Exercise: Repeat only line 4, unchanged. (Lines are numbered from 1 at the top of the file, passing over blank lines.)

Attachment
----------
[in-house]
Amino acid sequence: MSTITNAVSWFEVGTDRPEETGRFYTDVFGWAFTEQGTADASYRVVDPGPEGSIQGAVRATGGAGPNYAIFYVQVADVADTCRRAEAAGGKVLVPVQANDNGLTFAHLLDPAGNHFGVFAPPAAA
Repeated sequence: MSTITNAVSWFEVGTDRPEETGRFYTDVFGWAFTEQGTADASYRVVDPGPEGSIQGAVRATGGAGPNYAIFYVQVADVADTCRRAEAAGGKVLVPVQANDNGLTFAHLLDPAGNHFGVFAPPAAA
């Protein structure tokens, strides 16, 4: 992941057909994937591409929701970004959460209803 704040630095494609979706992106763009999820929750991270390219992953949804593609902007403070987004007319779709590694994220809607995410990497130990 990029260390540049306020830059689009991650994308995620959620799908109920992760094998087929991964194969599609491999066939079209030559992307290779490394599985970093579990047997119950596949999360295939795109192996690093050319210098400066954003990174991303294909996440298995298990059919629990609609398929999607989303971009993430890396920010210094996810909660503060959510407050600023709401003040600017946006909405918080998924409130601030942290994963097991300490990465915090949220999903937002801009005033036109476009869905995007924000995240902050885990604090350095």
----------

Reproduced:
């Protein structure tokens, strides 16, 4: 992941057909994937591409929701970004959460209803 704040630095494609979706992106763009999820929750991270390219992953949804593609902007403070987004007319779709590694994220809607995410990497130990 990029260390540049306020830059689009991650994308995620959620799908109920992760094998087929991964194969599609491999066939079209030559992307290779490394599985970093579990047997119950596949999360295939795109192996690093050319210098400066954003990174991303294909996440298995298990059919629990609609398929999607989303971009993430890396920010210094996810909660503060959510407050600023709401003040600017946006909405918080998924409130601030942290994963097991300490990465915090949220999903937002801009005033036109476009869905995007924000995240902050885990604090350095």